By Erin Sherbert
By Howard Cole
By Erin Sherbert
By Erin Sherbert
By Leif Haven
By Erin Sherbert
By Chris Roberts
By Kate Conger
"Can you show penetration?"
We're in Room 3020 at the Game Developers Conference, the weeklong gaming fest held in the cavernous halls of Moscone West. All around us, groups of dedicated designers with surgically precise skills meet to discuss the fine points of building for Xbox, PlayStation, GameCube, et al. Most know exactly what needs to be done. But not our group.
"What if your character talks about hand jobs?"
Brenda Brathwaite, senior designer at Cyberlore and one of the leads on Playboy: The Mansion, has just thrown open the "Sexuality in Games" round table, and topics are shouted out. These people make computer games about sex. So far, there aren't many games about sex. So far, none is in Wal-Mart. That's exactly what's bugging this group.
"It blows my mind that you can show a dead baby in a crib," says Brathwaite, referring to Max Payne, one of myriad violent games that made the cut. "That's fine, put it on a shelf" -- she bends low and growls -- "right where the kids can see it."
We breeze through the history of sex in games, which consists entirely of the Sims, the social game with the cute graphics. A Sims designer calls the sex "fun, funny, and part of the gameplay" in the calm, rehearsed tone of one testifying before Congress. In making Playboy: The Mansion, on the other hand, Brathwaite saw herself as a pioneer. "Can you show nipples?" she asks. "There was no one to ask. We were on the front lines."
Playboy decided upon "magical black thongs" that didn't show waist-down nudity yet still allowed characters to have sex. Wal-Mart demurred, despite an M (Mature) rating from the Entertainment Software Rating Board. Leisure Suit Larry ran into the same wall. Larry just wants to get women drunk and have sex, but Wal-Mart and Australia, the country, banned the game. "The ESRB doesn't matter. Wal-Mart and Best Buy matter. An M rating is not satisfactory to Wal-Mart," says Benjamin Hoyt, one of the game's designers. (Later Hoyt would wonder about the moral implications of his chosen career path: "Should I feel bad? Can we talk about that?")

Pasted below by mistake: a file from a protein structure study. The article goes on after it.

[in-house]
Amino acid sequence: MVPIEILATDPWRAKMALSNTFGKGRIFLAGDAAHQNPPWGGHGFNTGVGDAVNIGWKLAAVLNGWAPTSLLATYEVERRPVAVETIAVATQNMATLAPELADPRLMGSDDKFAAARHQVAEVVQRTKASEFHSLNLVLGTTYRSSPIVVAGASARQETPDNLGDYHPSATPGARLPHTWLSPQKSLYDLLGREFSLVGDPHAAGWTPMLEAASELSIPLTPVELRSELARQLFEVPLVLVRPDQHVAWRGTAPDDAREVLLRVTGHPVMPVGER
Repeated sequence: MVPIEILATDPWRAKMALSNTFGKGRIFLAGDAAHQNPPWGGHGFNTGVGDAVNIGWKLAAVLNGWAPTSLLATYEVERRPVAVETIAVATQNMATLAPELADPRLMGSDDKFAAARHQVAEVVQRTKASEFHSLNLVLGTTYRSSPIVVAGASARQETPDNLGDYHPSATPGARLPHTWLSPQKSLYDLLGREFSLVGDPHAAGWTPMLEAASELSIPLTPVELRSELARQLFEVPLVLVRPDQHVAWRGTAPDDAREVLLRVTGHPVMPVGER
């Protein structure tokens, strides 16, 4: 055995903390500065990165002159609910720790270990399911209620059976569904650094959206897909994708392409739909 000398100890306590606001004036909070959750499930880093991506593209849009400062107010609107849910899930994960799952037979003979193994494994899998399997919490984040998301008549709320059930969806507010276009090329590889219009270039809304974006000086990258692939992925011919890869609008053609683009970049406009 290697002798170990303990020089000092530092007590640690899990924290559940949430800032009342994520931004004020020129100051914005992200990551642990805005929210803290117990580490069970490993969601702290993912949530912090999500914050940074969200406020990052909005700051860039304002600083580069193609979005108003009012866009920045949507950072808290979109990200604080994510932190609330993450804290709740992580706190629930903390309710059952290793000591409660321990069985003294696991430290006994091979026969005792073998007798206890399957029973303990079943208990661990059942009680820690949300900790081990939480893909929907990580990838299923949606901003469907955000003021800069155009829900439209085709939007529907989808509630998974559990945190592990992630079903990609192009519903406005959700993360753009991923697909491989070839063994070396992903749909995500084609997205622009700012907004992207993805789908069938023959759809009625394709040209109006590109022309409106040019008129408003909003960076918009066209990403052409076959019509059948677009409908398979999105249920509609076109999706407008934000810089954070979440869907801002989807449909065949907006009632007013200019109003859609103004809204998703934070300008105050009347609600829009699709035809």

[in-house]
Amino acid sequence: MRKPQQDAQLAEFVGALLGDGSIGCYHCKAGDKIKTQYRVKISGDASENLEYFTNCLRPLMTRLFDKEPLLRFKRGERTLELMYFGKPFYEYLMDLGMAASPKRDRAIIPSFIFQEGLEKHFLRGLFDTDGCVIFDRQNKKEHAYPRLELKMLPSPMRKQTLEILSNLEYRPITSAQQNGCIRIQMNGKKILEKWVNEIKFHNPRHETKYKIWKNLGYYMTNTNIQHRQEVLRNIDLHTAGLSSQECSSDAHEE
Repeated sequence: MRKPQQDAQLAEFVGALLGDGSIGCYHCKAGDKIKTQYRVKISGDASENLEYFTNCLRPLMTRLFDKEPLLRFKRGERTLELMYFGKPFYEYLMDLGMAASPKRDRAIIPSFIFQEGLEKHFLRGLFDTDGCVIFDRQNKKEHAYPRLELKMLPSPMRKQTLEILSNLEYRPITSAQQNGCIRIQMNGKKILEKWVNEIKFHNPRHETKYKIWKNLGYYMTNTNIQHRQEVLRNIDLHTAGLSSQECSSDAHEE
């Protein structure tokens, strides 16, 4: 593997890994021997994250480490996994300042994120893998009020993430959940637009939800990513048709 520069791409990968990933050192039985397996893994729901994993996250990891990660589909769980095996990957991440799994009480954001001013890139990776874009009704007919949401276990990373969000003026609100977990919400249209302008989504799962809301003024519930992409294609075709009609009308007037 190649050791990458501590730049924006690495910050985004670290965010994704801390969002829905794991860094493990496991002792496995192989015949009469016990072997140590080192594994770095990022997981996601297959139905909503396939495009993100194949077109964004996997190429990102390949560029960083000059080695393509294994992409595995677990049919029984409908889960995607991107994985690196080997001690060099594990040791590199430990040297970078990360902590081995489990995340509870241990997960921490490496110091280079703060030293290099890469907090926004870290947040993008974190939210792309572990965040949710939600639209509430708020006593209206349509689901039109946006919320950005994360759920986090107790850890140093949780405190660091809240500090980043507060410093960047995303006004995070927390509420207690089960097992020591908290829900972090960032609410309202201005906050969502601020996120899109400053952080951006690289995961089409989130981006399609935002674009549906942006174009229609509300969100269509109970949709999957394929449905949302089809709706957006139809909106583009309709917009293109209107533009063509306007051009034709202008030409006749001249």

The discussion turns to Europe. "You Americans ...," a Swedish designer begins, clearly amused. "Why are females passive characters in games? Europe is more concerned with rolling heads than nudity." Obligatory anecdotes about European television, American moral standards, and Janet Jackson's nipple follow. The religious right is duly attacked. A former ESRB rep is stirred to action. "It's not just the religious right," he says. "Even blue states hate sex in video games. People just don't like it."
You can hear a pin drop.
Dog Bites rarely "games." Following a bad run of '80s Pitfall, the only title we own is Tony Hawk's Pro Skater 4, and only because we're too old to fall off a skateboard and be expected to get back up. When we walk the aisles of the vendor-clogged GDC Expo, we hardly know what's going on. The graphics, the swordplay, the spray of gunfire -- we're dutifully overwhelmed. How on Earth do you play these games? How do you amass an army, pilot a dragon? But the Nintendo booth leaves us more suspicious than perplexed. The 20-foot bar and console kiosks are packed with people playing Donkey Kong Jungle Beat. Gamers should not be this enthralled by Jungle Beat. We know this because players beat conga drums and clap their hands instead of using controllers, and gamers have the best thumbs in the business.
Perhaps it's the gameplay. A striking woman wearing a short black skirt, high black boots, and a knotted Nintendo T-shirt asks Dog Bites if we'd like to hit the monkey. We notice a half-dozen other identically dressed women, working the crowd with identically broad smiles. Men surround a blonde, gripping the portable games wired to her belt.
The scene exemplifies the way sex mixes with gaming: as a hook, a visual thrill. Character development is difficult. Games can't realistically support anything but the most casual relationship, so we get flash, the glint of sun off a chain-mail bikini. But at a nearby booth for a game about sex, there's no sex. There's practically no booth.
"Do you make Leisure Suit Larry?" we inquire.
It's odd we have to ask. High Voltage Software sits in a back corner, staffed by two, its counter curiously empty. A poster features characters from the game but no Larry. A passing man pleads for a tchotchke.
"Can I get a shirt?"
"How about I trade you something for a shirt?"
We find out the goodies are hidden behind the counter, reserved for job applicants. HR Director Maggie Bohlen somewhat nervously tells us about Larry, how players ply the women with drink and move Larry's sperm to "win the favor" of women. Favor? "Sexual favors," she clarifies, giggling. We feel almost naughty.
"We don't have a problem with ripping someone's spine out."
It's day two of "Sexuality in Games," and Brathwaite is holding up a magazine ad of a woman in muddy lingerie. It's an ad for a motocross game, of course. This gets the group started on a favorite subject: the chain-mail bikini.